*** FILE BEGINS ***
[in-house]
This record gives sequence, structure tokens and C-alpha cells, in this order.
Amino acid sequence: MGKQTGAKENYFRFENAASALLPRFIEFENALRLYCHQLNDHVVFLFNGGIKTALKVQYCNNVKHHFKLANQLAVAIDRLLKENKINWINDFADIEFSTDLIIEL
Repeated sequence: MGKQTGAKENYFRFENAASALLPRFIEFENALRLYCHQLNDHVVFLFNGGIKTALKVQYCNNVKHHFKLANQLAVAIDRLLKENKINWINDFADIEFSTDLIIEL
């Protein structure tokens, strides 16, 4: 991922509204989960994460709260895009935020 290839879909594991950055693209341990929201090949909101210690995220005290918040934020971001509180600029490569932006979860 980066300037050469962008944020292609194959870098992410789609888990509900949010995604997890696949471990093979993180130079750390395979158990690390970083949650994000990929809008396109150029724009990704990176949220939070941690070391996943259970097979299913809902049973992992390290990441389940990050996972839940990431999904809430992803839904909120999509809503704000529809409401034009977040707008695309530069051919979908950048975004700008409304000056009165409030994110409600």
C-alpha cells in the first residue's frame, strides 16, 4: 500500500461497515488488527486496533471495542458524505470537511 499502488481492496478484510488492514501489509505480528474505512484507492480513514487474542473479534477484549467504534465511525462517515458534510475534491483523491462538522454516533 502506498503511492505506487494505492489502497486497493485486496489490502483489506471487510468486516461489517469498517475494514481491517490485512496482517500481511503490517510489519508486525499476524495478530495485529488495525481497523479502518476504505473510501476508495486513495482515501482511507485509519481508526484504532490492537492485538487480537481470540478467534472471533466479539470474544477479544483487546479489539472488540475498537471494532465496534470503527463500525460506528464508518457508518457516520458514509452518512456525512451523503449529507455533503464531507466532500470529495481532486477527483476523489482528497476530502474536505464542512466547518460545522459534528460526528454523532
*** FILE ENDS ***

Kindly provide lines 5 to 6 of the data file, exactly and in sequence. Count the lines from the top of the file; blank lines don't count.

């Protein structure tokens, strides 16, 4: 991922509204989960994460709260895009935020 290839879909594991950055693209341990929201090949909101210690995220005290918040934020971001509180600029490569932006979860 980066300037050469962008944020292609194959870098992410789609888990509900949010995604997890696949471990093979993180130079750390395979158990690390970083949650994000990929809008396109150029724009990704990176949220939070941690070391996943259970097979299913809902049973992992390290990441389940990050996972839940990431999904809430992803839904909120999509809503704000529809409401034009977040707008695309530069051919979908950048975004700008409304000056009165409030994110409600």
C-alpha cells in the first residue's frame, strides 16, 4: 500500500461497515488488527486496533471495542458524505470537511 499502488481492496478484510488492514501489509505480528474505512484507492480513514487474542473479534477484549467504534465511525462517515458534510475534491483523491462538522454516533 502506498503511492505506487494505492489502497486497493485486496489490502483489506471487510468486516461489517469498517475494514481491517490485512496482517500481511503490517510489519508486525499476524495478530495485529488495525481497523479502518476504505473510501476508495486513495482515501482511507485509519481508526484504532490492537492485538487480537481470540478467534472471533466479539470474544477479544483487546479489539472488540475498537471494532465496534470503527463500525460506528464508518457508518457516520458514509452518512456525512451523503449529507455533503464531507466532500470529495481532486477527483476523489482528497476530502474536505464542512466547518460545522459534528460526528454523532